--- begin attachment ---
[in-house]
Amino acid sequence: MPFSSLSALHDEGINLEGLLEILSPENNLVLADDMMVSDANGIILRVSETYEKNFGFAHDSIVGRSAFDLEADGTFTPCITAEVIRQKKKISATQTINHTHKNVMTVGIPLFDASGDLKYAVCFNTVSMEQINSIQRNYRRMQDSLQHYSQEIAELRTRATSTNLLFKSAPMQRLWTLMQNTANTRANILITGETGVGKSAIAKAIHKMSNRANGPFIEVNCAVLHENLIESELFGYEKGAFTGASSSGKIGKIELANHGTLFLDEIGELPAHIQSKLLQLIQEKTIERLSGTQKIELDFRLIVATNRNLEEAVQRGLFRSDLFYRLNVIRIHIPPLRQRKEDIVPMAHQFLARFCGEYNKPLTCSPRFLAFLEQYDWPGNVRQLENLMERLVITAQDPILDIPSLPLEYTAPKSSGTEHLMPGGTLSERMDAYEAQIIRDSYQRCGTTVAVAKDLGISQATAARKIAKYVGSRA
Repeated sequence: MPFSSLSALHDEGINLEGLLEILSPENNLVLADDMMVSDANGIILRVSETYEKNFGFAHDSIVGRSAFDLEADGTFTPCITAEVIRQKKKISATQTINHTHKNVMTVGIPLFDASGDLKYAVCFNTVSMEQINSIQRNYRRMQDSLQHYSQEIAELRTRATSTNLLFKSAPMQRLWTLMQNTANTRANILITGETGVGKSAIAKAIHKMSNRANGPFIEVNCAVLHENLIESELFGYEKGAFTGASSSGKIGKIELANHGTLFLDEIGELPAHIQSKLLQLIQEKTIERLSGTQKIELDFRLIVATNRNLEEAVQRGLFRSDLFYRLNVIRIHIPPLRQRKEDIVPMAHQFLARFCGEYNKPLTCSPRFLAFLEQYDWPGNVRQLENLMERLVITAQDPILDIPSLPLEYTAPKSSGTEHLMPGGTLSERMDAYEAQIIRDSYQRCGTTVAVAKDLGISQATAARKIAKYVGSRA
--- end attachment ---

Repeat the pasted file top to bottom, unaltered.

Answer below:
[in-house]
Amino acid sequence: MPFSSLSALHDEGINLEGLLEILSPENNLVLADDMMVSDANGIILRVSETYEKNFGFAHDSIVGRSAFDLEADGTFTPCITAEVIRQKKKISATQTINHTHKNVMTVGIPLFDASGDLKYAVCFNTVSMEQINSIQRNYRRMQDSLQHYSQEIAELRTRATSTNLLFKSAPMQRLWTLMQNTANTRANILITGETGVGKSAIAKAIHKMSNRANGPFIEVNCAVLHENLIESELFGYEKGAFTGASSSGKIGKIELANHGTLFLDEIGELPAHIQSKLLQLIQEKTIERLSGTQKIELDFRLIVATNRNLEEAVQRGLFRSDLFYRLNVIRIHIPPLRQRKEDIVPMAHQFLARFCGEYNKPLTCSPRFLAFLEQYDWPGNVRQLENLMERLVITAQDPILDIPSLPLEYTAPKSSGTEHLMPGGTLSERMDAYEAQIIRDSYQRCGTTVAVAKDLGISQATAARKIAKYVGSRA
Repeated sequence: MPFSSLSALHDEGINLEGLLEILSPENNLVLADDMMVSDANGIILRVSETYEKNFGFAHDSIVGRSAFDLEADGTFTPCITAEVIRQKKKISATQTINHTHKNVMTVGIPLFDASGDLKYAVCFNTVSMEQINSIQRNYRRMQDSLQHYSQEIAELRTRATSTNLLFKSAPMQRLWTLMQNTANTRANILITGETGVGKSAIAKAIHKMSNRANGPFIEVNCAVLHENLIESELFGYEKGAFTGASSSGKIGKIELANHGTLFLDEIGELPAHIQSKLLQLIQEKTIERLSGTQKIELDFRLIVATNRNLEEAVQRGLFRSDLFYRLNVIRIHIPPLRQRKEDIVPMAHQFLARFCGEYNKPLTCSPRFLAFLEQYDWPGNVRQLENLMERLVITAQDPILDIPSLPLEYTAPKSSGTEHLMPGGTLSERMDAYEAQIIRDSYQRCGTTVAVAKDLGISQATAARKIAKYVGSRA